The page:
Alternatively, you can use Instamix powdered creamer to just add to your cup of coffee in the morning. Bulletproof coffee should help your energy levels and help you maintain your coffee drinking habits through your vegetarian keto journey.

3. Avoiding unexpected carbs

Unfortunately, carbs are secretly in everything. Once you start consistently reading the nutritional labels of your foods, you’ll realize that food manufacturers are constantly trying to put sugar in the weirdest foods. Chili, peanut butter, fake meat, etc. sometimes have significant grams of sugar in them that could add up over the course of a day.

The best option is to, of course, read your nutrition labels thoroughly and track your nutrients using one of the apps mentioned here. For vegetables or foods that you pick up at the farmer’s market or other food that lacks nutritional information, this spreadsheet covers the carb count for a huge number of foods and drinks. This spreadsheet will save you so much time.

4. Not feeling the greatest, especially near the beginning – keto flu

If you’ve never tried a keto diet before, then your body has been energizing itself from glucose for essentially your entire life. Around day 3 or 4 of starting keto you may find yourself having intense cravings for sugar or starches – this is when you know that your body is nearing ketosis. There are other symptoms that may come up too.

These feelings and symptoms are referred to as keto flu.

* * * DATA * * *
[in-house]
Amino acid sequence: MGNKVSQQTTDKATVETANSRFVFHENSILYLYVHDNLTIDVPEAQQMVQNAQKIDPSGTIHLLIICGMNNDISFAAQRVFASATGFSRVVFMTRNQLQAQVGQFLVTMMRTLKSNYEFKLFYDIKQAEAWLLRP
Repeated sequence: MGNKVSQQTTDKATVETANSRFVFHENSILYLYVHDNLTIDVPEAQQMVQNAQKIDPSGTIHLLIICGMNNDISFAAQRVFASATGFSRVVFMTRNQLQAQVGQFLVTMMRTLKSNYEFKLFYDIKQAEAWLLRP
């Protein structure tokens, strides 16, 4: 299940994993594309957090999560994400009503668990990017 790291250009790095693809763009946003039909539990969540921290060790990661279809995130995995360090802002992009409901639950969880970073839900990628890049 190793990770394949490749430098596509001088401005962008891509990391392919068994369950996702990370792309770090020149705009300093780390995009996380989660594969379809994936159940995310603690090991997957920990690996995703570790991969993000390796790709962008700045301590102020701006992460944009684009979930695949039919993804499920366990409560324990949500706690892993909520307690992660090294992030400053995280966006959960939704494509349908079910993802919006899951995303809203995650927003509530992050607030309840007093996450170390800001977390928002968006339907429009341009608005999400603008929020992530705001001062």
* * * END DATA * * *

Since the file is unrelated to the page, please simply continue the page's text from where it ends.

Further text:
Here are some of the reported symptoms of keto flu:

  • aches and pains

  • low energy levels

  • fogginess of thought/dizziness

  • trouble sleeping

  • heart palpitations

So, what exactly causes keto flu? How do you cure keto flu? Interestingly, all of these symptoms come from the same problem: a lack of electrolytes. Let me explain.

Transitioning to keto makes you have to urinate more often. Because of this, electrolytes are constantly leaving your body through urine. This deficiency is what makes you feel so crappy.

Click here to see the writeup on the cure(s) to keto flu.

The above are just some of the challenges you might face on a vegetarian keto diet. Each person’s body responds differently, so your mileage may vary.

Are there any potential deficiencies that are associated with the vegetarian keto diet?

The biggest thing to watch out for (aside from keto flu, which you should read about just above this section) when it comes to vegetarian keto is vitamin and other nutritional deficiencies. This is something that vegetarians and vegans are all too familiar with. Before getting any kind of vitamin supplement, make sure you consult with a doctor and have them check the vitamin levels in your bloodstream.

Common deficiencies on vegetarian keto:

  • Vitamin B12 – B12 is a vitamin required for red blood cell formation, neurological function, and DNA synthesis, so it is pretty important. Unfortunately, it is almost exclusively comes from animal products, so vegetarians might not get as much of it as they need. Vegans definitely will not. Interestingly, vitamin B12 is actually made by animals’ gut bacteria, so you can find vegan-friendly sources. Also interestingly, your body can store B12 for as long as 3 to 5 years before you become deficient, so it may take a while before symptoms show up.